Ilyich has moved to Petrograd from Vyborg. It's been decided to maintain strict secrecy: even members of the Central Committee can't know the address of his safe house.
We found him a place at the Vyborg side, on the corner of Lesnoy avenue, in a big house where the majority of the tenants are workers, in the apartment of Maria Vasil'yevna Fofanova. The apartment is very convenient: there's no one there, not even a housekeeper, and Margarita Vasil'yevna herself is an avid Bolshevik, ready to help Lenin in any way she can.
The Provisional Council was opened by Kerensky with a speech in which he dwelt mainly on the necessity of convoking the Constituent Assembly in the course of the next month, of restoring the fighting spirit of the army, and of putting down anarchy. See more
After the election of Aksentiev, a moderate Socialist — who had been Minister of the Interior in one of Kerensky's Cabinets — as president, Trotsky made a violent attack on the Government and declared that the Maximalists would work neither with them nor with the council. He then left the chamber, accompanied by his thirty irreconcilable followers. The first question discussed by the council was that of the evacuation of Petrograd; and at first, there seemed a fair prospect of the bourgeois and moderate Socialist groups working together and forming a solid bloc against the Bolsheviks. The constitution of such a bloc afforded, indeed, the one and only hope of escape from the dangers which loomed ahead. The one crucial question, however, around which all interest centered, was the representation of Russia at the Allied Conference that was to meet in Paris in November. In its declaration of policy, published early in October, the Government had announced its intention of participating in that conference, and of including among Russia's representatives a delegate possessing the special confidence of the democratic organizations of the country. Those representatives, they further stated, would not only discuss with the representatives of the Allied Governments the military questions raised at the conference but would also endeavor to negotiate an agreement based on the principles proclaimed by the Russian revolution.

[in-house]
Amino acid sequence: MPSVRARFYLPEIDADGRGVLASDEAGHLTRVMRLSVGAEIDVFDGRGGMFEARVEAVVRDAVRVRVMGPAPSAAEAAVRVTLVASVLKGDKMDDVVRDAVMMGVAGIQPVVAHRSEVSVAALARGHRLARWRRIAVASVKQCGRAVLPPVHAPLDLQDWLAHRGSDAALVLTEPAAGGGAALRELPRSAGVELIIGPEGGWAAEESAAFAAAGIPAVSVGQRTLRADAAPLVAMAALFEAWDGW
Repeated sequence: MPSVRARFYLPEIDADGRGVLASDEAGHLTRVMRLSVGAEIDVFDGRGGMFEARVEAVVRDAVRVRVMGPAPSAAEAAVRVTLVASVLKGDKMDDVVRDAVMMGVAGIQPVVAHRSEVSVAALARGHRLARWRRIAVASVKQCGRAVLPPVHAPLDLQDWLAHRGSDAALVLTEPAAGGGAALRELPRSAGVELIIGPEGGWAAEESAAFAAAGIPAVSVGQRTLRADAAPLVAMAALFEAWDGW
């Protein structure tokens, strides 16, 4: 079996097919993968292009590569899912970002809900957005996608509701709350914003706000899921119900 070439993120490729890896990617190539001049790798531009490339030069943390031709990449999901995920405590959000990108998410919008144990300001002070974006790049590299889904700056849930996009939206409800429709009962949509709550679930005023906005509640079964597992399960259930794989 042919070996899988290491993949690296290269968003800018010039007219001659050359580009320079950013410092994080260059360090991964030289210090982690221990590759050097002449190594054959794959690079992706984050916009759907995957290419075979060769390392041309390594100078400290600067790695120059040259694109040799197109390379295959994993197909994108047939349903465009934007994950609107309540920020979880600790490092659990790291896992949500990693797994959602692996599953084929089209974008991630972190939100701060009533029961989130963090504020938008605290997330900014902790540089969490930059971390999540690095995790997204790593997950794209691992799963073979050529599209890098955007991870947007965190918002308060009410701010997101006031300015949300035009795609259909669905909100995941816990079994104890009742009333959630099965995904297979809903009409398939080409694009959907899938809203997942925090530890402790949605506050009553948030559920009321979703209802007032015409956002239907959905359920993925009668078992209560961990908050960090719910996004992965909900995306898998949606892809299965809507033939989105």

There's a lot of atrocious rumors about Kerensky. They say he's a christened Jew, or that he's heavily drinking at the Winter Palace, lying in the bed of Alexander III (even though Alexander III never lived in this palace). See more
They say that he divorced his wife and married Time, an actress, and their wedding took place in the palace church with the crowns from the royal wedding.
Everyone is spreading these atrocities, even the intellectuals.
Soldiers of the Petrograd Soviet are against the plan of moving the Provisional Government from Petrograd to Moscow, as this would mean leaving the capital of the revolution to the mercy of fate. See more
If the Provisional Government is unable to defend Petrograd, they must conclude a peace treaty or give way to a different government. A move to Moscow would mean deserting a crucial war post.
According to the decree of the Provisional Government on the formation of the Constituent Assembly and due to the beginning of the election process, the fourth State Duma is to be dissolved and all authorities of the State Election Council to be considered void.
Now in the background of Russian politics began to form the vague outlines of a sinister power—the Cossacks. See more
In the Don, something very like a Cossack Republic had been established. The Kuban declared itself an independent Cossack State. The Soviets of Rostov-on-Don and Yekaterinburg were dispersed by armed Cossacks, and the headquarters of the Coal Miners’ Union at Kharkov raided. In all its manifestations the Cossack movement was anti-Socialist and militaristic. Its leaders were nobles and great land-owners, like Kaledin, KornilovCommander in Chief of the Petrograd command - from 18 March 1917, Generals Dutov, Karaulov and Bardizhe, and it was backed by the powerful merchants and bankers of Moscow.
During the night it went down 9 degrees. The day was clear but fairly cold, especially on the hands. Finally Dir. Gibbs appeared, who told us much of interest about life in Petrograd. At nine o'clock vespers was held for us.